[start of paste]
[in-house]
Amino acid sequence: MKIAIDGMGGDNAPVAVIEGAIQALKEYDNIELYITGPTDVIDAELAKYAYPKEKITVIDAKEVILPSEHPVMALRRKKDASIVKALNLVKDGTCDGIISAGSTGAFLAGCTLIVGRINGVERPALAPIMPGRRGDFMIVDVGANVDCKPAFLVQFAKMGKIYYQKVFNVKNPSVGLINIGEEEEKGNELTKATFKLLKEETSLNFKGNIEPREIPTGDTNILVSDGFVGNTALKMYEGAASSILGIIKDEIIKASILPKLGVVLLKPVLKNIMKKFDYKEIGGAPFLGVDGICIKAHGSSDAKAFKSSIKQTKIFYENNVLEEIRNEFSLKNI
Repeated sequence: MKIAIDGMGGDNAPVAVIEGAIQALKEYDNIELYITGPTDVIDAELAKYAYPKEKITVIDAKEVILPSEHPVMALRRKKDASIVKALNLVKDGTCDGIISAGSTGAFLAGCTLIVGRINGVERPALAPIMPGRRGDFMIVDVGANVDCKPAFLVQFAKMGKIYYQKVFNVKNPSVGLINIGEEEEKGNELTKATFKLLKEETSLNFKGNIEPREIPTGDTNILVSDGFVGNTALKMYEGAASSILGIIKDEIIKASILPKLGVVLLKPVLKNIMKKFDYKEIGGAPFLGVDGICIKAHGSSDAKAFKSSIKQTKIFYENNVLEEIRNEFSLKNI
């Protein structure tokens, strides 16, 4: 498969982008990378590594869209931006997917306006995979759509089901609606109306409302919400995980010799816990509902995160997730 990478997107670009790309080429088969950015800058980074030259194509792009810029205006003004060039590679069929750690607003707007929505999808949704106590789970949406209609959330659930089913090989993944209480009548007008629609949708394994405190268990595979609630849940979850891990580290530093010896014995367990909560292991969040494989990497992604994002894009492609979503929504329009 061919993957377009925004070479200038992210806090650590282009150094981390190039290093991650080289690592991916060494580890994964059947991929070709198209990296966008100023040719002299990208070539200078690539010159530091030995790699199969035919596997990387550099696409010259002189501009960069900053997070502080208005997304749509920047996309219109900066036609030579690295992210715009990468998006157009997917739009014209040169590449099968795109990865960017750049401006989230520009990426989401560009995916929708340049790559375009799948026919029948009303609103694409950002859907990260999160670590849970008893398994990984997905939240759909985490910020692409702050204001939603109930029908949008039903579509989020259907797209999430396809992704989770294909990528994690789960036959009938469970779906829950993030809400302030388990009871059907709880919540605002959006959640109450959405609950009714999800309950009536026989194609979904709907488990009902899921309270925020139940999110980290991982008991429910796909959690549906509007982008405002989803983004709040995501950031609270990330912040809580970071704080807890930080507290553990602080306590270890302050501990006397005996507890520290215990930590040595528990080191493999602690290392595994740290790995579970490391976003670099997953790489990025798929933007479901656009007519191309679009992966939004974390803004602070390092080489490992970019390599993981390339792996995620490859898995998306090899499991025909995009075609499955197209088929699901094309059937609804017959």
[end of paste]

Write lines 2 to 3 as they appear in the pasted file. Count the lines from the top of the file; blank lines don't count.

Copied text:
Amino acid sequence: MKIAIDGMGGDNAPVAVIEGAIQALKEYDNIELYITGPTDVIDAELAKYAYPKEKITVIDAKEVILPSEHPVMALRRKKDASIVKALNLVKDGTCDGIISAGSTGAFLAGCTLIVGRINGVERPALAPIMPGRRGDFMIVDVGANVDCKPAFLVQFAKMGKIYYQKVFNVKNPSVGLINIGEEEEKGNELTKATFKLLKEETSLNFKGNIEPREIPTGDTNILVSDGFVGNTALKMYEGAASSILGIIKDEIIKASILPKLGVVLLKPVLKNIMKKFDYKEIGGAPFLGVDGICIKAHGSSDAKAFKSSIKQTKIFYENNVLEEIRNEFSLKNI
Repeated sequence: MKIAIDGMGGDNAPVAVIEGAIQALKEYDNIELYITGPTDVIDAELAKYAYPKEKITVIDAKEVILPSEHPVMALRRKKDASIVKALNLVKDGTCDGIISAGSTGAFLAGCTLIVGRINGVERPALAPIMPGRRGDFMIVDVGANVDCKPAFLVQFAKMGKIYYQKVFNVKNPSVGLINIGEEEEKGNELTKATFKLLKEETSLNFKGNIEPREIPTGDTNILVSDGFVGNTALKMYEGAASSILGIIKDEIIKASILPKLGVVLLKPVLKNIMKKFDYKEIGGAPFLGVDGICIKAHGSSDAKAFKSSIKQTKIFYENNVLEEIRNEFSLKNI